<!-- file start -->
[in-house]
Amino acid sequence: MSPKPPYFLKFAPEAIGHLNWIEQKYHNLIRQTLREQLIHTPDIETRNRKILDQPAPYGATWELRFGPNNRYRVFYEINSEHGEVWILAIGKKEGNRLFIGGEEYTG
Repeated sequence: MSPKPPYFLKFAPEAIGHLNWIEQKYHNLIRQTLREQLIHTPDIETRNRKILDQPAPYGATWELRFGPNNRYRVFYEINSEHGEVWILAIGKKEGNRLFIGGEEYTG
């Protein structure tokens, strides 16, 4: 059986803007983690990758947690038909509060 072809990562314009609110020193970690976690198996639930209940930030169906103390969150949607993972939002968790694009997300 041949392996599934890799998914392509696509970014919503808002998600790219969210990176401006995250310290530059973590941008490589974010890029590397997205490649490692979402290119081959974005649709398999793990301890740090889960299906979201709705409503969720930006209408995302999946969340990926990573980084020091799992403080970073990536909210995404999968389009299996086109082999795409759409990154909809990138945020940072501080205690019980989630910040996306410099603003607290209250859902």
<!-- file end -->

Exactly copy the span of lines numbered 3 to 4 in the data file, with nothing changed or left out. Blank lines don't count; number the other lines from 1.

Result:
Repeated sequence: MSPKPPYFLKFAPEAIGHLNWIEQKYHNLIRQTLREQLIHTPDIETRNRKILDQPAPYGATWELRFGPNNRYRVFYEINSEHGEVWILAIGKKEGNRLFIGGEEYTG
């Protein structure tokens, strides 16, 4: 059986803007983690990758947690038909509060 072809990562314009609110020193970690976690198996639930209940930030169906103390969150949607993972939002968790694009997300 041949392996599934890799998914392509696509970014919503808002998600790219969210990176401006995250310290530059973590941008490589974010890029590397997205490649490692979402290119081959974005649709398999793990301890740090889960299906979201709705409503969720930006209408995302999946969340990926990573980084020091799992403080970073990536909210995404999968389009299996086109082999795409759409990154909809990138945020940072501080205690019980989630910040996306410099603003607290209250859902």